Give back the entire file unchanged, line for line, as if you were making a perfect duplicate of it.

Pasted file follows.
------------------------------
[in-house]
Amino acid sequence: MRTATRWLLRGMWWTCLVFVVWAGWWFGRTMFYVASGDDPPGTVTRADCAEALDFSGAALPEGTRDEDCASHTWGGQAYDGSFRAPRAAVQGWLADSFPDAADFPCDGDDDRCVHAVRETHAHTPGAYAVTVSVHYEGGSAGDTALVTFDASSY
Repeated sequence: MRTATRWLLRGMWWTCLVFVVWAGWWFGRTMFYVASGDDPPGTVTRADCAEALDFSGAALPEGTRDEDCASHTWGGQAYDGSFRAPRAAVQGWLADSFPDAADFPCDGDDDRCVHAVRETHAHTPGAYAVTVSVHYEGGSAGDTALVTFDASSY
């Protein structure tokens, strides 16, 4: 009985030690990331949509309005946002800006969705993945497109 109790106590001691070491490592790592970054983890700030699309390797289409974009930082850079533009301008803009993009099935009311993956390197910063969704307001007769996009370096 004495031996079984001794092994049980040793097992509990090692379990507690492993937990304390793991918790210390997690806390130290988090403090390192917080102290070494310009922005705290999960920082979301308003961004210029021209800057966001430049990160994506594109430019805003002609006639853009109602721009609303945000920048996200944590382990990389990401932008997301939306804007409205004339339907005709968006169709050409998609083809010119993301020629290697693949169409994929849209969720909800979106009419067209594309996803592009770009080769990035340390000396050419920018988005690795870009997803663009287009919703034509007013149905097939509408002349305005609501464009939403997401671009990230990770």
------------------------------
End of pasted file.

[in-house]
Amino acid sequence: MRTATRWLLRGMWWTCLVFVVWAGWWFGRTMFYVASGDDPPGTVTRADCAEALDFSGAALPEGTRDEDCASHTWGGQAYDGSFRAPRAAVQGWLADSFPDAADFPCDGDDDRCVHAVRETHAHTPGAYAVTVSVHYEGGSAGDTALVTFDASSY
Repeated sequence: MRTATRWLLRGMWWTCLVFVVWAGWWFGRTMFYVASGDDPPGTVTRADCAEALDFSGAALPEGTRDEDCASHTWGGQAYDGSFRAPRAAVQGWLADSFPDAADFPCDGDDDRCVHAVRETHAHTPGAYAVTVSVHYEGGSAGDTALVTFDASSY
């Protein structure tokens, strides 16, 4: 009985030690990331949509309005946002800006969705993945497109 109790106590001691070491490592790592970054983890700030699309390797289409974009930082850079533009301008803009993009099935009311993956390197910063969704307001007769996009370096 004495031996079984001794092994049980040793097992509990090692379990507690492993937990304390793991918790210390997690806390130290988090403090390192917080102290070494310009922005705290999960920082979301308003961004210029021209800057966001430049990160994506594109430019805003002609006639853009109602721009609303945000920048996200944590382990990389990401932008997301939306804007409205004339339907005709968006169709050409998609083809010119993301020629290697693949169409994929849209969720909800979106009419067209594309996803592009770009080769990035340390000396050419920018988005690795870009997803663009287009919703034509007013149905097939509408002349305005609501464009939403997401671009990230990770």